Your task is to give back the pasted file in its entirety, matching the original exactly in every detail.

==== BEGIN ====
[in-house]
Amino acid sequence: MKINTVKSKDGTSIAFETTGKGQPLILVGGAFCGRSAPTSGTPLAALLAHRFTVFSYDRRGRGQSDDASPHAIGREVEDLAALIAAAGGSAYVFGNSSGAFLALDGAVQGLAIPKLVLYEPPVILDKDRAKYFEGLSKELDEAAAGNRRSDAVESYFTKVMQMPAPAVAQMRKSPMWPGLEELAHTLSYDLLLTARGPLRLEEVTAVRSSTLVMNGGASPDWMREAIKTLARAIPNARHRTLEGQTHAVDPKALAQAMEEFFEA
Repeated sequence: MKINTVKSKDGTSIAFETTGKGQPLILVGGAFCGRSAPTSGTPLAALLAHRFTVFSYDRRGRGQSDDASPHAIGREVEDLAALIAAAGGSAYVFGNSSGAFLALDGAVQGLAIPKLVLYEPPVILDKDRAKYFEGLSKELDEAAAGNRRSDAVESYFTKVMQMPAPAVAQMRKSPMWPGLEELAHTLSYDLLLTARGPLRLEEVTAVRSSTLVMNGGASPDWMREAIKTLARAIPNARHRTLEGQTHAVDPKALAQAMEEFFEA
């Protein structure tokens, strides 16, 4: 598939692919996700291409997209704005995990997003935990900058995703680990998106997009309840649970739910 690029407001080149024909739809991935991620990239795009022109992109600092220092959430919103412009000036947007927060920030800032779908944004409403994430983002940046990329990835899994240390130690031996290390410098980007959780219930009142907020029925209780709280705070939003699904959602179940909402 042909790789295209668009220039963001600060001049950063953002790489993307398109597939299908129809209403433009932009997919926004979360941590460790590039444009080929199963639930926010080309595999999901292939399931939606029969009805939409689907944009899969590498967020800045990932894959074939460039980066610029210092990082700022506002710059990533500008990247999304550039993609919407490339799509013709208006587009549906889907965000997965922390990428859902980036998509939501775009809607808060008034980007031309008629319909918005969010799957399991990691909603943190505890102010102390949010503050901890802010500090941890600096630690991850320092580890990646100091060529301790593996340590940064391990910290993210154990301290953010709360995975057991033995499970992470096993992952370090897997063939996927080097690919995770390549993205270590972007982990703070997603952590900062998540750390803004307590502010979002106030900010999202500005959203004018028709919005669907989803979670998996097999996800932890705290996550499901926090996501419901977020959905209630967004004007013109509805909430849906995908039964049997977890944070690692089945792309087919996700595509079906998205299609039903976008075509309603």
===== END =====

[in-house]
Amino acid sequence: MKINTVKSKDGTSIAFETTGKGQPLILVGGAFCGRSAPTSGTPLAALLAHRFTVFSYDRRGRGQSDDASPHAIGREVEDLAALIAAAGGSAYVFGNSSGAFLALDGAVQGLAIPKLVLYEPPVILDKDRAKYFEGLSKELDEAAAGNRRSDAVESYFTKVMQMPAPAVAQMRKSPMWPGLEELAHTLSYDLLLTARGPLRLEEVTAVRSSTLVMNGGASPDWMREAIKTLARAIPNARHRTLEGQTHAVDPKALAQAMEEFFEA
Repeated sequence: MKINTVKSKDGTSIAFETTGKGQPLILVGGAFCGRSAPTSGTPLAALLAHRFTVFSYDRRGRGQSDDASPHAIGREVEDLAALIAAAGGSAYVFGNSSGAFLALDGAVQGLAIPKLVLYEPPVILDKDRAKYFEGLSKELDEAAAGNRRSDAVESYFTKVMQMPAPAVAQMRKSPMWPGLEELAHTLSYDLLLTARGPLRLEEVTAVRSSTLVMNGGASPDWMREAIKTLARAIPNARHRTLEGQTHAVDPKALAQAMEEFFEA
């Protein structure tokens, strides 16, 4: 598939692919996700291409997209704005995990997003935990900058995703680990998106997009309840649970739910 690029407001080149024909739809991935991620990239795009022109992109600092220092959430919103412009000036947007927060920030800032779908944004409403994430983002940046990329990835899994240390130690031996290390410098980007959780219930009142907020029925209780709280705070939003699904959602179940909402 042909790789295209668009220039963001600060001049950063953002790489993307398109597939299908129809209403433009932009997919926004979360941590460790590039444009080929199963639930926010080309595999999901292939399931939606029969009805939409689907944009899969590498967020800045990932894959074939460039980066610029210092990082700022506002710059990533500008990247999304550039993609919407490339799509013709208006587009549906889907965000997965922390990428859902980036998509939501775009809607808060008034980007031309008629319909918005969010799957399991990691909603943190505890102010102390949010503050901890802010500090941890600096630690991850320092580890990646100091060529301790593996340590940064391990910290993210154990301290953010709360995975057991033995499970992470096993992952370090897997063939996927080097690919995770390549993205270590972007982990703070997603952590900062998540750390803004307590502010979002106030900010999202500005959203004018028709919005669907989803979670998996097999996800932890705290996550499901926090996501419901977020959905209630967004004007013109509805909430849906995908039964049997977890944070690692089945792309087919996700595509079906998205299609039903976008075509309603």